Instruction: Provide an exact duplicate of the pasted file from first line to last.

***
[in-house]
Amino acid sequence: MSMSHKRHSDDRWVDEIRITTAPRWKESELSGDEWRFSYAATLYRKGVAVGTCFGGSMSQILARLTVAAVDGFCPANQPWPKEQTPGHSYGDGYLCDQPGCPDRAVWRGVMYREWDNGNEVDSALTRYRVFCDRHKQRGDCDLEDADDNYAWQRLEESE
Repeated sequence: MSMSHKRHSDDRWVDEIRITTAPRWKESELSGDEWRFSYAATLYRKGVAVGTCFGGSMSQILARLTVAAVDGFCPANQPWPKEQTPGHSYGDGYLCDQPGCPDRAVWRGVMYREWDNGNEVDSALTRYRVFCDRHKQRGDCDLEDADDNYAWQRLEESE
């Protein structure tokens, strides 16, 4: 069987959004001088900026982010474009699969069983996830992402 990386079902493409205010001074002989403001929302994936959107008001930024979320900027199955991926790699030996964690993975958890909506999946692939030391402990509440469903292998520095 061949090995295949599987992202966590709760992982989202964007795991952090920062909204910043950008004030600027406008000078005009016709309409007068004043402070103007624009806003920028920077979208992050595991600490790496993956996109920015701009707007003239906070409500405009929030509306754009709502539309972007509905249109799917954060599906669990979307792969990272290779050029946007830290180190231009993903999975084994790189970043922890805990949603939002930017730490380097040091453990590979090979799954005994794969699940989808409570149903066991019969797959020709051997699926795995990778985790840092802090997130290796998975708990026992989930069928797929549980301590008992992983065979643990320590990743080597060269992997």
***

[in-house]
Amino acid sequence: MSMSHKRHSDDRWVDEIRITTAPRWKESELSGDEWRFSYAATLYRKGVAVGTCFGGSMSQILARLTVAAVDGFCPANQPWPKEQTPGHSYGDGYLCDQPGCPDRAVWRGVMYREWDNGNEVDSALTRYRVFCDRHKQRGDCDLEDADDNYAWQRLEESE
Repeated sequence: MSMSHKRHSDDRWVDEIRITTAPRWKESELSGDEWRFSYAATLYRKGVAVGTCFGGSMSQILARLTVAAVDGFCPANQPWPKEQTPGHSYGDGYLCDQPGCPDRAVWRGVMYREWDNGNEVDSALTRYRVFCDRHKQRGDCDLEDADDNYAWQRLEESE
């Protein structure tokens, strides 16, 4: 069987959004001088900026982010474009699969069983996830992402 990386079902493409205010001074002989403001929302994936959107008001930024979320900027199955991926790699030996964690993975958890909506999946692939030391402990509440469903292998520095 061949090995295949599987992202966590709760992982989202964007795991952090920062909204910043950008004030600027406008000078005009016709309409007068004043402070103007624009806003920028920077979208992050595991600490790496993956996109920015701009707007003239906070409500405009929030509306754009709502539309972007509905249109799917954060599906669990979307792969990272290779050029946007830290180190231009993903999975084994790189970043922890805990949603939002930017730490380097040091453990590979090979799954005994794969699940989808409570149903066991019969797959020709051997699926795995990778985790840092802090997130290796998975708990026992989930069928797929549980301590008992992983065979643990320590990743080597060269992997």